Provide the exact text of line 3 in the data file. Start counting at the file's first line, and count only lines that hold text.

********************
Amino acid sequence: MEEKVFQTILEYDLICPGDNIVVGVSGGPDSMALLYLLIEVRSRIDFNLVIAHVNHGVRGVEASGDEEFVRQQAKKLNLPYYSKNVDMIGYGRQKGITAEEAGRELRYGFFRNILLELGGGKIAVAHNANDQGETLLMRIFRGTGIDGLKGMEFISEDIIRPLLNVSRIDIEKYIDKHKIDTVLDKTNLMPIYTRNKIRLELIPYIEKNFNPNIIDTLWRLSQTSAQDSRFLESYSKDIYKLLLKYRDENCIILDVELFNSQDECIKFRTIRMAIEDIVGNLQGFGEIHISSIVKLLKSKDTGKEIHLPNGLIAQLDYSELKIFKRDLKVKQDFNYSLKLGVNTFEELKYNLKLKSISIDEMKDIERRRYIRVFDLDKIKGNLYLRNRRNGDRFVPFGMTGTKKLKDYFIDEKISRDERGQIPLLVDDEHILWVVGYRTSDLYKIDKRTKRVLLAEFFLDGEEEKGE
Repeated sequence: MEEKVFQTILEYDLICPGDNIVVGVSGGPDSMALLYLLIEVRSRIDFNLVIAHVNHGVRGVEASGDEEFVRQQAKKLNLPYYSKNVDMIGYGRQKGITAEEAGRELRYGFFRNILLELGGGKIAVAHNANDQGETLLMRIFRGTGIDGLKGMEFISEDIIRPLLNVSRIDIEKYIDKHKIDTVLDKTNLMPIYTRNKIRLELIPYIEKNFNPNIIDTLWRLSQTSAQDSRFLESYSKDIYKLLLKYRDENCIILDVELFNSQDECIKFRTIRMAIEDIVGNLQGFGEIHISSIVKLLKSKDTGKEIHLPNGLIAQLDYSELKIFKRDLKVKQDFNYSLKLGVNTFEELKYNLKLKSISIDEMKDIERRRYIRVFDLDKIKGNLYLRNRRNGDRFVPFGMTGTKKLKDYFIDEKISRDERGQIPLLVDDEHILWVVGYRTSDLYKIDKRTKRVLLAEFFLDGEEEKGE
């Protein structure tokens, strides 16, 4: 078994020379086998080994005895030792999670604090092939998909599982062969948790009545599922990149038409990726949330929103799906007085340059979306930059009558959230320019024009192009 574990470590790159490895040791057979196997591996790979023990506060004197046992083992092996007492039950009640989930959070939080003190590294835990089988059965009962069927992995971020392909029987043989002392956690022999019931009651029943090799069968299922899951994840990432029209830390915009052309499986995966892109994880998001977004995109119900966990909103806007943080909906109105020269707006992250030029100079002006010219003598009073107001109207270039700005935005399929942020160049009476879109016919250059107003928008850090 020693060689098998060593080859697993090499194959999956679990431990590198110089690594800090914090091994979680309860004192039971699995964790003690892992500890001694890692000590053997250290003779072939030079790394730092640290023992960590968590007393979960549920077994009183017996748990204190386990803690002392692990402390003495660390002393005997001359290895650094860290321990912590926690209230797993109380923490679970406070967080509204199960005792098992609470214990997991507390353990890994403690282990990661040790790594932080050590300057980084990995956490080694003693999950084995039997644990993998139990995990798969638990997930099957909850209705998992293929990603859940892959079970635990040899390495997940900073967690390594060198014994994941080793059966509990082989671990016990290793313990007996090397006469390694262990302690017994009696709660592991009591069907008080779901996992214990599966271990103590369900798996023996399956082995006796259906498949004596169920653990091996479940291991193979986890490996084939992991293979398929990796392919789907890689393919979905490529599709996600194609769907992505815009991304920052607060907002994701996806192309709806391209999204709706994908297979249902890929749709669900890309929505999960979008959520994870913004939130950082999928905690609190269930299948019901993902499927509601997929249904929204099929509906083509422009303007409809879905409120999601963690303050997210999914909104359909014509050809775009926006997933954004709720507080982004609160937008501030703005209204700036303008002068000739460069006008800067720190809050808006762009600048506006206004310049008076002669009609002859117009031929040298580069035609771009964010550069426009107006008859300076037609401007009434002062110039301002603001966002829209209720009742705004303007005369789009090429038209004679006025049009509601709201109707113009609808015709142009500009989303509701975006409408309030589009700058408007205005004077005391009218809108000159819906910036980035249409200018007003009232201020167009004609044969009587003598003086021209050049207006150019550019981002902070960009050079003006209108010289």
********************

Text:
């Protein structure tokens, strides 16, 4: 078994020379086998080994005895030792999670604090092939998909599982062969948790009545599922990149038409990726949330929103799906007085340059979306930059009558959230320019024009192009 574990470590790159490895040791057979196997591996790979023990506060004197046992083992092996007492039950009640989930959070939080003190590294835990089988059965009962069927992995971020392909029987043989002392956690022999019931009651029943090799069968299922899951994840990432029209830390915009052309499986995966892109994880998001977004995109119900966990909103806007943080909906109105020269707006992250030029100079002006010219003598009073107001109207270039700005935005399929942020160049009476879109016919250059107003928008850090 020693060689098998060593080859697993090499194959999956679990431990590198110089690594800090914090091994979680309860004192039971699995964790003690892992500890001694890692000590053997250290003779072939030079790394730092640290023992960590968590007393979960549920077994009183017996748990204190386990803690002392692990402390003495660390002393005997001359290895650094860290321990912590926690209230797993109380923490679970406070967080509204199960005792098992609470214990997991507390353990890994403690282990990661040790790594932080050590300057980084990995956490080694003693999950084995039997644990993998139990995990798969638990997930099957909850209705998992293929990603859940892959079970635990040899390495997940900073967690390594060198014994994941080793059966509990082989671990016990290793313990007996090397006469390694262990302690017994009696709660592991009591069907008080779901996992214990599966271990103590369900798996023996399956082995006796259906498949004596169920653990091996479940291991193979986890490996084939992991293979398929990796392919789907890689393919979905490529599709996600194609769907992505815009991304920052607060907002994701996806192309709806391209999204709706994908297979249902890929749709669900890309929505999960979008959520994870913004939130950082999928905690609190269930299948019901993902499927509601997929249904929204099929509906083509422009303007409809879905409120999601963690303050997210999914909104359909014509050809775009926006997933954004709720507080982004609160937008501030703005209204700036303008002068000739460069006008800067720190809050808006762009600048506006206004310049008076002669009609002859117009031929040298580069035609771009964010550069426009107006008859300076037609401007009434002062110039301002603001966002829209209720009742705004303007005369789009090429038209004679006025049009509601709201109707113009609808015709142009500009989303509701975006409408309030589009700058408007205005004077005391009218809108000159819906910036980035249409200018007003009232201020167009004609044969009587003598003086021209050049207006150019550019981002902070960009050079003006209108010289």